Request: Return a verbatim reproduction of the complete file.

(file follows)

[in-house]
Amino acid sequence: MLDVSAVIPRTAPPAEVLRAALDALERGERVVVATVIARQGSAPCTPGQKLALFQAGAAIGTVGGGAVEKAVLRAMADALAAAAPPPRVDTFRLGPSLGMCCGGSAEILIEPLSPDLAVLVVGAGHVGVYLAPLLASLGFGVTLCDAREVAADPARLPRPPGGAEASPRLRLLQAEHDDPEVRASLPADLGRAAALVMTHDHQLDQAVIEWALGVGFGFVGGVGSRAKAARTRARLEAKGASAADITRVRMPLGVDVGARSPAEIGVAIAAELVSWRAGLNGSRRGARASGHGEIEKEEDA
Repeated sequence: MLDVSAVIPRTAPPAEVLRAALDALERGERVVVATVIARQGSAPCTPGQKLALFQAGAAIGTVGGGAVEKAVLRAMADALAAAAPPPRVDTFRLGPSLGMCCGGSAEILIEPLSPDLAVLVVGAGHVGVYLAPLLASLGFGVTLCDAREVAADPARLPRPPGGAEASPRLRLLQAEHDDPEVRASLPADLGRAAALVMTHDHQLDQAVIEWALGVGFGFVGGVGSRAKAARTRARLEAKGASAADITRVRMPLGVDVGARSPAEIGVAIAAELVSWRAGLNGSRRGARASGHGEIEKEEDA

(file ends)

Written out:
[in-house]
Amino acid sequence: MLDVSAVIPRTAPPAEVLRAALDALERGERVVVATVIARQGSAPCTPGQKLALFQAGAAIGTVGGGAVEKAVLRAMADALAAAAPPPRVDTFRLGPSLGMCCGGSAEILIEPLSPDLAVLVVGAGHVGVYLAPLLASLGFGVTLCDAREVAADPARLPRPPGGAEASPRLRLLQAEHDDPEVRASLPADLGRAAALVMTHDHQLDQAVIEWALGVGFGFVGGVGSRAKAARTRARLEAKGASAADITRVRMPLGVDVGARSPAEIGVAIAAELVSWRAGLNGSRRGARASGHGEIEKEEDA
Repeated sequence: MLDVSAVIPRTAPPAEVLRAALDALERGERVVVATVIARQGSAPCTPGQKLALFQAGAAIGTVGGGAVEKAVLRAMADALAAAAPPPRVDTFRLGPSLGMCCGGSAEILIEPLSPDLAVLVVGAGHVGVYLAPLLASLGFGVTLCDAREVAADPARLPRPPGGAEASPRLRLLQAEHDDPEVRASLPADLGRAAALVMTHDHQLDQAVIEWALGVGFGFVGGVGSRAKAARTRARLEAKGASAADITRVRMPLGVDVGARSPAEIGVAIAAELVSWRAGLNGSRRGARASGHGEIEKEEDA